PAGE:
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Posted on August 18, 2011

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…. is to the young what rock and roll was to my generation – a powerful medium which unites and entertains a generation. It also alienates the oldies. In my day the oldies blamed rock and roll for corrupting youth with drugs and revolutionary ideas. Now it’s facebook that cops all the blame for providing the feeding ground for perverts, paedophiles and riots.

 Publishers are keen to get in on the act, encouraging authors to set up facebook pages and twitter their exclusive thoughts. So as a rock and roll chick raised on Dylan and the Stones I was not about to get excluded. Then I discovered that it is perhaps best to leave the young to enjoy their own networks. I am crap at it. I set up a twitter account and then couldn’t work out how to tweet. I set up a facebook page (with great difficulty), clicked on loads of people who I knew and might want to be my ‘friend’. They mercifully agreed. The next time I facebooked I found they all needed clicking to be accepted as ‘friends’ again. Confused I clicked, thinking this can’t be right. I then got an email from my daughter saying that I had gone onto HER facebook page because she had been using my computer and now all these ‘oldies’ had requests from her to be their ‘friend’ which was so EMBARASSING and I needed a lesson on how to log on.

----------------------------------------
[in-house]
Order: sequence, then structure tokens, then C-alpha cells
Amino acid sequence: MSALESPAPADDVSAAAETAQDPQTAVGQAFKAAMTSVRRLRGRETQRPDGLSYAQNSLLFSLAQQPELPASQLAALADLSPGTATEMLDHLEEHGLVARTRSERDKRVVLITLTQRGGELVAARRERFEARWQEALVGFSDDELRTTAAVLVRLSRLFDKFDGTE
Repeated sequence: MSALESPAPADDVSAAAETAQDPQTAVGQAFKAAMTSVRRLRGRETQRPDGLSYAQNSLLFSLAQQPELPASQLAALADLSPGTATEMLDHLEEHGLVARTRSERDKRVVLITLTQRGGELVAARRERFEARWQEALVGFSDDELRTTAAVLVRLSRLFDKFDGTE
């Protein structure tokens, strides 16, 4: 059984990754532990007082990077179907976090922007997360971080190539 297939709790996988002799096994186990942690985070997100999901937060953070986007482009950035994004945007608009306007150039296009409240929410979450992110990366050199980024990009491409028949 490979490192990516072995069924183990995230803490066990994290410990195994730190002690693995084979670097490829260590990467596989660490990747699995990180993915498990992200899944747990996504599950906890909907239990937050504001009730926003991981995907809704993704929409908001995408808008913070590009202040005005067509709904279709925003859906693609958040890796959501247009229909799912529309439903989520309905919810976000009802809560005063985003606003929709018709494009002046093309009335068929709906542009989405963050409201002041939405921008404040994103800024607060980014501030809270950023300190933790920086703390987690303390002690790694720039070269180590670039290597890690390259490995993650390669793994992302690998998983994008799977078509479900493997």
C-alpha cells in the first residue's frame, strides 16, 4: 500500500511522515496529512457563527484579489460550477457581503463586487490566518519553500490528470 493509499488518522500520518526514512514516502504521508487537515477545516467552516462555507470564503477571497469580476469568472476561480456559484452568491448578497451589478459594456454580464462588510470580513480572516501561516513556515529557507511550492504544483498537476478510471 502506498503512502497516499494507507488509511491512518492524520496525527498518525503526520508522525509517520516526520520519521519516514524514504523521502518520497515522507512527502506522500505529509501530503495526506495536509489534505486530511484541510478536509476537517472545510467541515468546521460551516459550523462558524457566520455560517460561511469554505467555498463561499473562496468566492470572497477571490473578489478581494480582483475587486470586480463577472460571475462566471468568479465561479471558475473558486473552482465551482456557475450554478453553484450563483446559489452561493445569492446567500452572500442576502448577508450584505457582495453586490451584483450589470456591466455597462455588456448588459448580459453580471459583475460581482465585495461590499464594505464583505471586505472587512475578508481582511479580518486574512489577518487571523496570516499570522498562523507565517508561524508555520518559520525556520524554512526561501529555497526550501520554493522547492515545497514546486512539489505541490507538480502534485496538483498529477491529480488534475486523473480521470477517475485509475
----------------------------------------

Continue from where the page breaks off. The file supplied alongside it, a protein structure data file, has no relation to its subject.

The trouble with facebook is that there are so many other more important things to do in the day that I never remember to check my ‘wall’. And then when I think of it, I can’t think of anything to say. Writing is my craft but when it comes to social media what on earth do you say? Bigging up my own work feels impolite. Bigging up my children feels even pushier. I could recommend films and plays but then who cares what I think when you can read the reviews of proper critics online. It took about a month to pluck up the courage to log on to facebook again. I found lots of messages saying HAPPY BIRTHDAY KATE!!!!!!! in July when my birthday is in November and couldn’t understand why. Then I looked at the top of the page and found that for some weird reason it said that my birthday is on the 23rd July 1990 which makes me very young and a liar. So as I said I am crap at it.

 But for my teenage daughters it is a miraculous life line. It means that they are connected to each other and to their extended family. This technology will define their future just as rock and roll has with mine. And it is an essential tool. My eldest daughter has set up a theatre company – ROAR THEATRE – and they recently staged A Midsummer Nights Dream inAbneyParkCemeteryinLondon, where the audience was paraded from scene to scene. They set up a facebook page and before the show opened, 900 people clicked to say they would be coming to see it. They could only accommodate 30 per night and the three week run sold out before they opened. The show was a triumph. The facebook generation is the future and it looks bright. 

 

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